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Israel Zangwill, 1864-1926

Lucien Wolf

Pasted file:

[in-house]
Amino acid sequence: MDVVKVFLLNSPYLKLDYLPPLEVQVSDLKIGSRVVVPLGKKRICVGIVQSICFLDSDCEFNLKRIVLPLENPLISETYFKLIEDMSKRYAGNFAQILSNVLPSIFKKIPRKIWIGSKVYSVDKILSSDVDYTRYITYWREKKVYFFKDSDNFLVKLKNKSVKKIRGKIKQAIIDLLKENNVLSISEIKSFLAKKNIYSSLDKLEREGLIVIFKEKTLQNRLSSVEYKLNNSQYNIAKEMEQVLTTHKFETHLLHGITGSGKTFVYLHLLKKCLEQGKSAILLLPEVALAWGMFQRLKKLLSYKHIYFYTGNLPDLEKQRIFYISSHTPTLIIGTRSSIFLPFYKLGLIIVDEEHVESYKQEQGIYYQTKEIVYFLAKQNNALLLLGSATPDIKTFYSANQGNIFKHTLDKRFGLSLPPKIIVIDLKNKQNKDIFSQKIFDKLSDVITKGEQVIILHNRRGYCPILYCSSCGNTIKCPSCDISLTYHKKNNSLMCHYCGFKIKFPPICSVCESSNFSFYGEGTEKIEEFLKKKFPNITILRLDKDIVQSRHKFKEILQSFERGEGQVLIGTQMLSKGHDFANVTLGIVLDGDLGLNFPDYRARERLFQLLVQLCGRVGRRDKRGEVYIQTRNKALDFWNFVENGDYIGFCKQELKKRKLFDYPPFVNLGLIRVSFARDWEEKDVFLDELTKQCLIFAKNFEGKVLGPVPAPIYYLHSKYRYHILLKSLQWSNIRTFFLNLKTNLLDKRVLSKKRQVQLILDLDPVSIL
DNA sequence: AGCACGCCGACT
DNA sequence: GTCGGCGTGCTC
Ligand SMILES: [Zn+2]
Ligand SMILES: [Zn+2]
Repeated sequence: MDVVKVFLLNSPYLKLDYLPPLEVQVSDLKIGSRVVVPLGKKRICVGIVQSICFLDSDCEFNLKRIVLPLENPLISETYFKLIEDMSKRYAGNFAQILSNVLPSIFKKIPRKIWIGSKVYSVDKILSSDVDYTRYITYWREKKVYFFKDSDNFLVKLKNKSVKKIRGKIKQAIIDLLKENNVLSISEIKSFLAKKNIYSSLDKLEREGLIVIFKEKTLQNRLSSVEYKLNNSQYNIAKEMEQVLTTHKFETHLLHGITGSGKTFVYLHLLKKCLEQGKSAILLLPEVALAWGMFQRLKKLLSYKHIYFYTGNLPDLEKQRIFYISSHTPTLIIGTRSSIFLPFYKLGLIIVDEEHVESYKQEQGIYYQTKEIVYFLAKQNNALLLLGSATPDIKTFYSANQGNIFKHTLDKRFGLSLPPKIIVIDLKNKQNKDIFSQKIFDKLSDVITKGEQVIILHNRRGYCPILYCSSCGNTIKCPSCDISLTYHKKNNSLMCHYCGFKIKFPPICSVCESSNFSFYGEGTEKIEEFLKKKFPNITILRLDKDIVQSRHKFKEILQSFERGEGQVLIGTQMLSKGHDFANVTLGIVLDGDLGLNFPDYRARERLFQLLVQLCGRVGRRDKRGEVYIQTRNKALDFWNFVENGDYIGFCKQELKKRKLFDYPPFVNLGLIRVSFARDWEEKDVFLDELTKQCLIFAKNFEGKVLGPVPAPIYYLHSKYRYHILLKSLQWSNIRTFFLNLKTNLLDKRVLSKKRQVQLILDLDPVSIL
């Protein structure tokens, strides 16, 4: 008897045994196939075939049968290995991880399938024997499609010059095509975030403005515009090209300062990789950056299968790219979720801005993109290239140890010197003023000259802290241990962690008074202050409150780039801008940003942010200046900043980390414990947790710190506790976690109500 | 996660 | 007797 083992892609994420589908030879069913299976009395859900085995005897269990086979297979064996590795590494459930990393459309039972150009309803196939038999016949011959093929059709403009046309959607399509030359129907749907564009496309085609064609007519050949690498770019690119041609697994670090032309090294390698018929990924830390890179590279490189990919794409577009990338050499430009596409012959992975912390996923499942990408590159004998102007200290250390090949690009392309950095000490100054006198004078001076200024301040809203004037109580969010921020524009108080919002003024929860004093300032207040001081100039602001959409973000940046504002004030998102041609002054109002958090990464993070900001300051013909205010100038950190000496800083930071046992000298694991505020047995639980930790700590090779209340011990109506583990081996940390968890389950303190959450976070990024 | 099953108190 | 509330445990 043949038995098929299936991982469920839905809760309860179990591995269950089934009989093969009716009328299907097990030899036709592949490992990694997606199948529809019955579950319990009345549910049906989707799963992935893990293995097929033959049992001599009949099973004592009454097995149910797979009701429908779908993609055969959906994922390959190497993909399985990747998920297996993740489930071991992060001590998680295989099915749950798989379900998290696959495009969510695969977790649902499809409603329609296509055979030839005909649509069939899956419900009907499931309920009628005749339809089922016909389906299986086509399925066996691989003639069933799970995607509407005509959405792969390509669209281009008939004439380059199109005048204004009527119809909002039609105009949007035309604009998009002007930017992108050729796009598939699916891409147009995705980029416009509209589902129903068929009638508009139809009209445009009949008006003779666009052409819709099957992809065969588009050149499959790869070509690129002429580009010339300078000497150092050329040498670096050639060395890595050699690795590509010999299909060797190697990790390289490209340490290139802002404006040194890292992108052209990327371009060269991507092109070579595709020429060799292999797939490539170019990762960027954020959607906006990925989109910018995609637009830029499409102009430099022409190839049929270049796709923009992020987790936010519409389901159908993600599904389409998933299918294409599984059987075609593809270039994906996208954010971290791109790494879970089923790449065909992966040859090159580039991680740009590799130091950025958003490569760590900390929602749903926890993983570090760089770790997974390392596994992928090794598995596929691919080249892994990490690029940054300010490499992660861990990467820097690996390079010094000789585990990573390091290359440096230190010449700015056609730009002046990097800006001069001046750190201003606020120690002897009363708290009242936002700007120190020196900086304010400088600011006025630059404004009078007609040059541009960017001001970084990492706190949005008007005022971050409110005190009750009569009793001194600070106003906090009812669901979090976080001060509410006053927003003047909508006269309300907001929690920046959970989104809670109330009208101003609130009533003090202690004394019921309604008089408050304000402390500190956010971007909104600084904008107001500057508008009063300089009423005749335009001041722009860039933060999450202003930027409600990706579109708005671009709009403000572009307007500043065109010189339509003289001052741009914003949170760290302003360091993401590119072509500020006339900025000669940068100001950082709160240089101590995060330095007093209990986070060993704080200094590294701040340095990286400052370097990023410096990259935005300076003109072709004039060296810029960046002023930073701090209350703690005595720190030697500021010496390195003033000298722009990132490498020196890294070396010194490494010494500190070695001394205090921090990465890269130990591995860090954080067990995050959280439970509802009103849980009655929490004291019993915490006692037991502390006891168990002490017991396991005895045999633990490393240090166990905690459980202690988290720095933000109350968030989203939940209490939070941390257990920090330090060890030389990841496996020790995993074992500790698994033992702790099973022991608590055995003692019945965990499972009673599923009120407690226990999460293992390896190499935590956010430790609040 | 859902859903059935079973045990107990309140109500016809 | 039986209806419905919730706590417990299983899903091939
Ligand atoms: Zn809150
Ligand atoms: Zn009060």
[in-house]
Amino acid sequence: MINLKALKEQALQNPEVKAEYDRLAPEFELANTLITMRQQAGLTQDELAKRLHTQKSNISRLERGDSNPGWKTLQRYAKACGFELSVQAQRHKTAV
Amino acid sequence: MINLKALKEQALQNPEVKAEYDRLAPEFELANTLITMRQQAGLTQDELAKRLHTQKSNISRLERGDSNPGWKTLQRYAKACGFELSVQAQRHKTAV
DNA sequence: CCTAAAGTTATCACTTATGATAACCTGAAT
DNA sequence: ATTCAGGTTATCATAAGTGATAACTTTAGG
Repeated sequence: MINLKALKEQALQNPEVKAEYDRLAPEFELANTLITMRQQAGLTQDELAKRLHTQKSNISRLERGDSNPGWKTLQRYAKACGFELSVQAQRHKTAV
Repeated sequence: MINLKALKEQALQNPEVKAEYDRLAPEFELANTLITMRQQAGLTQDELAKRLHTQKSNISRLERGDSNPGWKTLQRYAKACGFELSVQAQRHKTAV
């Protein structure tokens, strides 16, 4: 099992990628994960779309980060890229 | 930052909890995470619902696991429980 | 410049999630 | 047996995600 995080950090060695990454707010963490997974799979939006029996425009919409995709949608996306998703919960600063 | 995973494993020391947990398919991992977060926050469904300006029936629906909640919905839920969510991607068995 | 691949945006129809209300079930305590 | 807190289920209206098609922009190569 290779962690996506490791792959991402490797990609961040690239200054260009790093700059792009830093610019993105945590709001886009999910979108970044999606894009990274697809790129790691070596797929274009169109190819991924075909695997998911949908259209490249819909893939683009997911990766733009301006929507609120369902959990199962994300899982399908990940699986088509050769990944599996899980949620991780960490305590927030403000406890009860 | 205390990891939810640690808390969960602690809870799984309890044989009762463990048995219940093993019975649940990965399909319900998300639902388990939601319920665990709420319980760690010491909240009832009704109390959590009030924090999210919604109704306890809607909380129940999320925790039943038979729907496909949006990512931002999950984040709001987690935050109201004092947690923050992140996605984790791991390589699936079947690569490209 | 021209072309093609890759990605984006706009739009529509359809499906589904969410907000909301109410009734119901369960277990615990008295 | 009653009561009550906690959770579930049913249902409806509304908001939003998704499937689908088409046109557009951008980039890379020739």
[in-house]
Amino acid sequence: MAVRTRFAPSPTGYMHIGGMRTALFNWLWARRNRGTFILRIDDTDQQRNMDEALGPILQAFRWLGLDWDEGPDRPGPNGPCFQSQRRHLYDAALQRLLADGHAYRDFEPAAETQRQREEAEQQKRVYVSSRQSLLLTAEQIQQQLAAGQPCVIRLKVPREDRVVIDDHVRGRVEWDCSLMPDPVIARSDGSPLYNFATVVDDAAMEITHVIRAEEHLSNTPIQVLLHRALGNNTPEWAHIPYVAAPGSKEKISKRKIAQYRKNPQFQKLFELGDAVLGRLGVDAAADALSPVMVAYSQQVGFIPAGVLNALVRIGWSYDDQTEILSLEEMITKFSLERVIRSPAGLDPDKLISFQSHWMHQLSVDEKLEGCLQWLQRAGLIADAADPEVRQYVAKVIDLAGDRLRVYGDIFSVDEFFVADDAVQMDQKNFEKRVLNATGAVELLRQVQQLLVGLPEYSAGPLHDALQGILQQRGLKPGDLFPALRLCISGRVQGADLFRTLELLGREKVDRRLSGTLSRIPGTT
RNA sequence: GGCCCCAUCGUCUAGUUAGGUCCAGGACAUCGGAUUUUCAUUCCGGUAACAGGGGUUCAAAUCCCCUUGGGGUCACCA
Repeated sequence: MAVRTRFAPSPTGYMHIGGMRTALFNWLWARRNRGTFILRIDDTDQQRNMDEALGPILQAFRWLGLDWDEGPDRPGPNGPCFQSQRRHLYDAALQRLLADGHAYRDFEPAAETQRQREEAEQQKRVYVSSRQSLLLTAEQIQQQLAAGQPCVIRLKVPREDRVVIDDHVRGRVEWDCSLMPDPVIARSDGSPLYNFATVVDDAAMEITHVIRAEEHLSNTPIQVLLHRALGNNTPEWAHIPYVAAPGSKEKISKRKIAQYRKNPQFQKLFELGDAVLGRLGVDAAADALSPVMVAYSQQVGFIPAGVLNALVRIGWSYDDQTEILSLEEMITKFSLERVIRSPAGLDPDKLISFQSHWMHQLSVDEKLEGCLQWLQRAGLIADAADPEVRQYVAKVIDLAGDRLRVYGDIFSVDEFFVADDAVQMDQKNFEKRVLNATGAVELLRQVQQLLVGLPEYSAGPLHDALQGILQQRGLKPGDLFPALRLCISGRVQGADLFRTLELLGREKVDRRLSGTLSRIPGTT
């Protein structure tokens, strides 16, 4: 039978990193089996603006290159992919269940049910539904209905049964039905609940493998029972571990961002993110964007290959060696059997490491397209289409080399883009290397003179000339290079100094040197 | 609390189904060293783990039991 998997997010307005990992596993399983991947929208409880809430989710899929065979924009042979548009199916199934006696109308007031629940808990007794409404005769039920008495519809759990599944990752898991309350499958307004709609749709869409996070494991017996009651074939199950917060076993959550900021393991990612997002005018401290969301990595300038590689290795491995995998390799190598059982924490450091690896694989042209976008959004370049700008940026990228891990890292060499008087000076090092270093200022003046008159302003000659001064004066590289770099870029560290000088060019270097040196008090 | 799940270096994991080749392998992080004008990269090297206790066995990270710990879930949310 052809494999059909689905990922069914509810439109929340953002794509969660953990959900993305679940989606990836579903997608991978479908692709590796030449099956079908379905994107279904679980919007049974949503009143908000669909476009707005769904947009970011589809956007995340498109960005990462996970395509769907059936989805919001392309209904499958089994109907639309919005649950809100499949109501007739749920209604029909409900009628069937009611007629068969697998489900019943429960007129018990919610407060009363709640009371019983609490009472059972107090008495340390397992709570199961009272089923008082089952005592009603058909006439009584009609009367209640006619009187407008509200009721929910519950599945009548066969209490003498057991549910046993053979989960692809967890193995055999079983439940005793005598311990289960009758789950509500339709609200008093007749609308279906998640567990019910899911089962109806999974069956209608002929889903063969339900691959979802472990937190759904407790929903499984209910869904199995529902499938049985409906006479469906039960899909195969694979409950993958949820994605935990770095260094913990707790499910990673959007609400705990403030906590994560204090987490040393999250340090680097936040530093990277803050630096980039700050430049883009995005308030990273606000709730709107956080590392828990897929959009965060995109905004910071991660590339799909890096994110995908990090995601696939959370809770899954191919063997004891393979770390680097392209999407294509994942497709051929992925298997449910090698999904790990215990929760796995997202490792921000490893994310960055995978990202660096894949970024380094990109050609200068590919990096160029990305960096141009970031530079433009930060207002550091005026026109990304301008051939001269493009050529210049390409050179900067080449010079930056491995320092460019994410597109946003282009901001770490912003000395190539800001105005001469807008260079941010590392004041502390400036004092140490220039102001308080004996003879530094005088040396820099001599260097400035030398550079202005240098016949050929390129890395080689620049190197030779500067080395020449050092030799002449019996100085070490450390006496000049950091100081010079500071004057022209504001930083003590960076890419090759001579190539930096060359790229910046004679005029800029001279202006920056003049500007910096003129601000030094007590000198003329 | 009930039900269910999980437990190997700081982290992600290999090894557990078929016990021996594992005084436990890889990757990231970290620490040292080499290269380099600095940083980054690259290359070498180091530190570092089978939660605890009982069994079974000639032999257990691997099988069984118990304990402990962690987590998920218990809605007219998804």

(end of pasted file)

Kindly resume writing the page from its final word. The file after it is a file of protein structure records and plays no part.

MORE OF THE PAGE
<plain_text><page sequence="1">252 israel zangwill. Israel Zangwill, 1864-1926. By Lucien Wolf. Address delivered at the Annual Meeting of the Jewish Historical Society of England, October 26, 1926. In the ordinary course of things it would, I suppose, be my duty at this stage of our proceedings to move a vote of thanks to our retiring President. Instead of that I have been assigned the mournful task of formulating on your behalf a tribute to his memory. Israel Zangwill's death is a loss which profoundly affects the whole Jewish community, and which is mourned in wider fields of thought and action beyond, but to us of the Jewish Historical Society it has a peculiar note of sadness. He was for the time our Chief. We had formed high hopes of his closer association with us, and although they had been disap? pointed by his illness, we did not abandon them. Now they have to be set aside for ever, and the blow is felt all the more severely because it comes so soon after the deaths of three of our ex-Presidents who, like him, had been pillars of our Society, and who all passed away during his Presidency. We remember, however, with gratitude that he was one of our founders, and that with Asher Myers, Joseph Jacobs, Israel Abrahams, and Isidore Spielmann he stood by the cradle of our Society in its earliest and most difficult times. To the end of his life he was a member of our Council, and he was always ready to help us with speech and pen, although I believe he contributed only one paper to our Transactions. That paper, however, was the brilliant and well remembered Memorial Address on the death of Joseph Jacobs. His interest in Jewish history continued to the end, and you will be inter? ested to hear that the last work on which he was engaged, and which, unhappily, has remained unfinished, was an ambitious historical novel, of which the scene was laid in France and Germany during the second half of the eighteenth century, and for which he had in his thorough way collected much inedited material from foreign archives. But in truth Zangwill's services to our Society were but a small part of his public activities, and it is not of them that we are chiefly</page><page sequence="2">^^^^^^^^^^^^^ ^^^^^^V^^^^^^^^^Hp^^^^^^^^^^HI^|^^^r^^^|l^^^^^^n| Israel Zangwill [Jamifii p. 252</page><page sequence="3">ISRAEL ZANGWILL. 253 thinking at this moment. Rather are we thinking of the great Jew who was at the same time a great English man of letters, of the dreamer who fought for so many noble causes, of the scholar and the wit who never failed to interest and charm us. Some of us too are thinking-? and perhaps before everything else?of the loyal and warm-hearted friend whose companionship was one of the joys of our lives and will always remain with us a delightful memory. The appraisement of so varied a life-work as ZangwilPs is not easy, but it may be simplified if it is realised that it can all be summed up in his relations to Judaism and Jewry. There is very little even in the most non-Jewish of his work which has not a Jewish inspiration or which does not owe much to Jewish ideas and experiences. If he was, as I have said, a great English man of letters, it was because he was the most striking manifestation of Jewish genius in British garb that has appeared among us since Disraeli. And what renders him the more striking in this respect is the fact that he reproduced all the distinctive features of the Jewish mind as they revealed themselves to the world at the first emergence of the Jew from his long Ghetto seclusion. These distinctive features are found most strongly in men like Heine, Saphir, Lassalle, and Disraeli, who all illustrated the daring wit, the epigrammatic cynicism, and the fantastic imagination which the more alert Jewish mind unites with an infinite tenderness and an encyclopaedic scholarship. Zangwill, however, did more than inherit this essentially Jewish psychology. He gave it an entirely new appli? cation, due to the fact that he came straight from the heart of the Ghetto, while Disraeli had never known it, and Heine, Saphir, and Lassalle, though at one time in touch with it, cut themselves adrift from it. Heine in his early years brought to the gates of the Ghetto the culture he had acquired at Bonn and G?ttingen, and for a brief moment dreamt of opening a new epoch in Hebrew history; but he found no response and he turned away. Zangwill was more fortunate. He was the product of another period, when Gentile culture had become avail? able in the Ghetto itself, with not over-pleasing results. The Jewish schools, while endeavouring to combine the progressive Occident with the unchanging East, had only thrown the eternal Jewish problem into more tragic relief. They subordinated the Ghetto to a middle class</page><page sequence="4">254 ISRAEL ZANGWILL. which had made the unquestioning faith of the old days a fetish, and the culture of the new a showy Philistinism. Born and reared in this environment Zangwill faced the problem as Heine faced it a hundred years ago, but, unlike Heine, he confronted it with knowledge and enthusiasm, and he found encouragement to persevere in a large volume of rebellious sympathy. In a word, while Heine, Lassalle, and even Disraeli, with the same strange type of intellect as we find in Israel Zangwill, were revoltes against Judaism, Zangwill was a revolte on the ground of Jewish idealism against the Philistinism of one-half of Jewry and the pathetic stagnation of the other half. No estimate of Zangwill's place in English literature can pretend to even an approximate accuracy until this relationship of his to Judaism has been grasped. And I say this not only because it gives us the key to his psychology, but because it was by his Jewish work that his richest intellectual resources were tapped, and that he acquired a hold on the public which with all his great gifts would have come to him much more slowly had he ploughed a more conventional field. His destiny was, however, not obvious to him from the first. I im? agine that when in a rebellious moment he shook the dust of the Jews' Free School from his feet, he had little thought of becoming the Dickens of the Grhetto, still less of aspiring to reincarnate its Akiba. His first book, The Premier and the Painter, written in collaboration with a brother ex-usher and rebel, Mr. Louis Cowen, was a bold bid for the ear of the world outside. It has no Jewish interest except that in its bewildering and tantalising cleverness, its keen satire, its wildly fantastic episodes, and its flashy superficiality, it reminds one of Vivian Grey. But the year 1888, in which The Premier and the Painter saw the light, was in another and more serious direction a stirring one for Israel Zangwill. It was the year in which Robert Elsmere was published. The spiritual unrest of which that book was a symptom had also invaded Jewry, and was made manifest by the starting of Mr. Claude Monte fiore's Jewish Quarterly Review. Revolt was in the air. Amy Levy's Reuben Sachs illustrated at once its intensity and its dangers. Zangwill found himself a centre of sympathetic interest to which his pen not unreadily responded. Among other things he wrote for the Jewish Quarterly an exceedingly clever analysis of the growing spiritual anarchy in the Jewish community, which showed that he was a scholar as well</page><page sequence="5">ISRAEL ZANGWILL. 255 as a wit, and for an obscure Jewish Calendar a story, Satan Mekatrig ?afterwards published in Ghetto Tragedies and republished in They that Walk in Darkness?which, though conventional enough in its central idea, revealed a wonderful grasp of Ghetto life and character, and the budding of a profound sympathy with its tragi-comedy of sordid and shifting poverty." A few months later Zangwill was asked to write a big Jewish novel for the newly started Jewish Publication Society of America. I was in a large measure responsible for the proposal. Judge Sulzberger, one of the founders of the Society, sent Rabbi Krauskopf to tell me that they wanted a " Jewish Robert Elsmere, and to ask me either to do it myself or to find somebody to do it. At the time I did not know Zangwill personally, but I replied at once that there wTas only one man in England capable of the work, and that wras the author of Satan Mekatrig and of the article in the Jewish Quarterly. It was not easy, however, to prevail on Zangwill to accept the commission. He was then editing a comic paper, Ariel, with considerable success, and he felt the big world tugging at him. In Ariel he wrote The Bachelors' Club and The Old Maids' Club, two of the wittiest books published for a good many years. One of the reviewers congratulated him on his independence of American models. If that reviewer had read Moritz Saphir's Humoristische Erz?hlungen or the sparkling buffoonery of Hector Cremieux and Albert Milhaud, he would have modified his view of Zangwill's originality, though, of course, The Bachelors' Club owed nothing to these models except by wray of unconscious Hebrew atavism. But these were trifles by the side of the work that was coming. Zangwill accepted the American proposal, and the result was a great book?The Children of the Ghetto. For the first time the real heart and soul of Jewry were uncompromisingly laid bare. But it was not only because it was Jewry that it stimulated public interest, but because it was an entirely new field of study. Others had worked at it, but without revealing its true character. George Eliot had investigated it with the same brilliant intuition that Zangwill himself afterwards brought to bear on Nova Scotia, but she knew it not. Amy Levy and Mrs. Sidgwick had yielded clever studies of Jewish character in Reuben Sachs and Isaac Ellerts Money, but they were too near the familiar</page><page sequence="6">256 ISRAEL ZANGWILL. caricatures. Zangwill's Jewry was a terra incognita. Some people knew the Halb-Asien of Franzos and Kompert and Miss Gerard, but this was a Halb-Asien in an entirely new setting?the setting of the strenuous and storm-tossed life of London, with social contrasts almost unknown in Galicia and the Bukovina, and soul-wrestlings touching the deepest notes of tragedy. But the book not only revealed Jewry? it also revealed Zangwill. The cabotin of Ariel threw off his motley and made his bow as a constructive artist, a master of human emotion, pursuing a high intellectual and ethical purpose. The book was not without faults, but the palpitating life and the marvellous local colour, the wonderful panorama of new types of character, the strange world to which it introduced us with so clear an insight and such dazzling alternations of tears and laughter, remained and compensated for every defect. The book was in short a great book, and at once placed Zangwill?then in his twenty-eighth year?in the front rank of English novelists. The Children of the Ghetto is so typical of his Jewish work that it is scarcely necessary to examine very closely his other efforts in the same direction. In the following year (1893) he published Ghetto Tragedies, chips from the workshop in which the larger work had been fashioned. Although several of these stories are early efforts, their merits are exceedingly high. They were republished, together with a further collection, under the title They that Walk in Darkness, in 1899. The chief interest of this volume lies in the comparison it enables the reader to make between the author's earliest efforts and his work a decade later. The material and the old qualities are the same, but the material is handled with greater delicacy, and the old qualities bear distinct traces of a more elastic art, a maturer judgment and settling convictions. Meanwhile, two other volumes of Jewish tales had issued from Zangwill's pen, the material in both cases being chiefly sought in the Ghettoes of the past. The King of Schnorrers is a study of the typical Jewish beggar in an eighteenth-century setting. It is a droll piece of work with a conscientiously constructed historical background. In it Zangwill's Jewish humour found its legitimate milieu, for it is the " schnorrer " who is the embodiment of that peculiar Jewish quality of audacity of which his own genius was in one direction the refined</page><page sequence="7">ISRAEL ZANGWILL. 257 offspring. The other volume, Dreamers of the Ghetto, is in some respects the most remarkable of all his works. It is a book with a purpose, the presentation of that tragic problem of Judaism which had struggled feebly and ineffectively through the crowded and picturesque sociology of The Children of the Ghetto. In the interval of the two works Zangwill had become a Zionist, and his views of the destiny of Judaism had shaped themselves with a strong pessimistic bias. He had convinced himself that " the time had come for a new religious expression, a new language for the old everlasting emotions, in terms of the modern cosmos," and that the only safe alternative was a return to nationalism. The idea would have been a striking one, however presented, but the dramatic form chosen by Zangwill was unconventional, even daring. He transferred the Jewish problem from the field of spirited and palpitating activities to the romantic canvas of Jewish history. He took the lives of typical revoltes?men like Uriel Acosta, Spinoza, Heine, Lassalle, and even Disraeli, who had sought in one direction or another to burst the iron bonds of the Synagogue or to express its spirit " in terms of the modern cosmos "?and endeavoured to bring out or explain their motives by a process of dramatic idealisation. As romance the work is brilliantly successful, but as history, even on its author's principle that" fiction is the highest form of truth," its value is doubtful.. The work is not sufficiently objective. It starts with a parti pris, and instead of analysing character it synthesises it to a very great extent in the Zangwillian image. None the less it is a rich mine of historic portraiture, and a fine presentation of the problems of Judaism in terms of moving romance. The Dream ers of the Ghetto and They that Walk in Darkness represent the high-water mark of Zangwill's literary achievement. During the first period of his literary output, 1888-1907, when his work was pre? dominantly artistic, as distinct from the predominantly propagandist work which he produced during the following twenty years, he wrote a number of other books, but, with the exception of a volume of essays, Italian Fantasies, a collection of poems, Blind Children, and one of his non-Jewish novels, The Master, nothing that equalled them in merit. His non-Jewish novels were three in number?The Master, The Mantle of Elijah, and Jinny the Carrier. They are all books of unusual distinc? tion and, as Mr. Holbrook Jackson has said, " They hold their own in VOL. XL S</page><page sequence="8">258 ISRAEL ZANGWILL. the great tradition of the English novel." Although The Master is innocent of Jewish elements, it is a life history which only a Jew could have achieved with so profound a grasp of the problems of conduct and human destiny. Jinny the Carrier, a delightful study of English pastoral life, which found ZangwilPs sympathies as much attracted by the countryside as by the Ghetto, also belongs to this period, although it was not written until 1919. It was the fruit of nearly three years' vagabondage among the hamlets and sea marshes of forgotten Essex, and it was first written as a comedy in 1905. The Mantle of Elijah belongs properly to the propagandist books, for it is a counter-blast against modern Jingoism written at the time of the Boer War. It is a political roman a clef, lighter in texture than The Master, but less convincing as a whole. As the work of a Jewish writer of Zangwill's type it challenges comparison with Disraeli's Sybil, but, with all its wider intellectual range, its mastery of political atmosphere and motives is inferior to that of Disraeli. One other remarkable book which in large part belongs to this period, although it was not published until 1910, must be mentioned here?the Italian Fantasies. It is a bewilder? ing tour de force of brilliant travel pictures, of recondite scholarship, criticism, and philosophy, the whole lit up by endless flashes of ironic humour and daring epigram. It is a great book which in the domain of English essays will always hold high rank, but to the student of Zangwill it has a peculiar value inasmuch as it seems to disclose to us the workshop and the raw material in which his more imaginative work was fashioned. It was perhaps a natural transition in a man of Zangwill's sensitive idealism and of his restless impatience of the Weltschmerz, that sooner or later he should pass from a life of literary contemplation to one of political action. Roughly his career bisects itself under these two heads, though there is much overlapping, and even in the period of action the book remained with him as powerful an instrument as the platform and the stage. Here again, whatever the outward form of his propaganda, the starting-points and the inspiration were almost always Hebraic. The literary fruit of his various propagandas was considerable. It took the form of seven plays which, whatever their merit from the point of view of stage technique, have, at any rate, found a large and appreciative reading public. There were also two</page><page sequence="9">ISRAEL ZANGWILL. 259 portly volumes occasioned by the war?The War for the World and The Voice of Jerusalem?and a dazzling Milky Way of pamphlets and smaller essays on all sorts of political and social problems. This propagandist activity began in the later nineties with his interest in Zionism. In his earliest essay on Judaism in the Jewish Quarterly Review there are distinct traces of a sympathy with the then unborn Jewish Nationalist movement, but when he met Herzl in 1895 he was already an Itoist rather than a Zionist. This he took the trouble to explain to us in his Voice of Jerusalem six years ago. That being so, the split which took place in 1905, when Zangwill cut himself from Zionism and founded the Jewish Territorial Organisation, will be seen to have been inevitable. To him the fulfilment of the Jewish Nation? alist dream in Palestine was not urgent, but the finding of a land of refuge of some kind for the thousands of Jews, mostly in Eastern Europe, who could not or would not remain in the lands in which they lived, was urgent on practical grounds of Jewish communal economics, and, if such a land could be obtained on an autonomous basis, its acquisition was even more urgent and indeed indispensable for the moralising effect it would have on the whole of Jewry. Hence, when the Seventh Zionist Congress rejected the British Government's offer of the high plateaux in Uganda, he had no alternative but to found the Ito. Although the new movement was not a success, its record in Jewish history is far from barren. For twenty years it struggled on under a captaincy which was singularly resourceful and was never daunted. Zangwill's activity during the whole of this period was prodigious. He scoured the world for a land of refuge ; he stumped Europe and America in support of his organisation ; he developed an extraordinary mastery of Colonial problems, to the literature of which he made notable contributions; finally he sent out scientific expedi? tions to explore Cyrenaica and Angola, and even persuaded the Portuguese Government to introduce a Bill into the Cortes authorising him to colonise the highlands of the Angola province. Unfortunately, both Angola and Cyrenaica were found to be impossible for Jewish colonisation on the Zangwill plan, and so this last of the Dreams of the Ghetto came to an end. It was characteristic of the practical genius of Zangwill that even in the moment of failure he availed himself of</page><page sequence="10">260 ISRAEL ZANGWILL. a proposal to deal with some of the pressing exigencies of his problem within the practicable limits of conventional emigration. With the support of Mr. Jacob Schiff and Lord Rothschild he carried out the famous Galveston scheme, of which it was truly said in an Address presented to him last year, that " it not only rescued many thousands of our Eastern European brethren from bondage and squalor, but did so on a methodical plan of selection and distribution which, if more largely adopted to-day, would render immigration restrictions un? necessary, and would recognise in the Jewish emigrants a new and valuable source of economic and social fertilisation." Such in brief and all-too-feeble outline was the life work of the great Jew to whose memory we bring to-night the oblation of our love, our admiration, and our gratitude. How richly he deserved it all! In character and achievement no man of his generation has laid us under a heavier obligation. I have spoken of him as the consummate literary artist and as the gallant fighter for justice for his people and of many another noble cause. But he was in truth something more than this. If we take the sum of his activities we must see that he was essentially and above all a great moral teacher, preoccupied with the spiritual problems of his time and always seeking a saner and happier life for humanity in a closer understanding of the God of Israel. His was the " Voice of Jerusalem " which stirred the dry bones of the Synagogue as they had rarely been stirred before, and which, in the darkest crisis of European history, summoned Christendom back to the ideals of Hebraism and the " simple Semitic ethic " with all the courage and impressiveness of a prophet of old.</page></plain_text>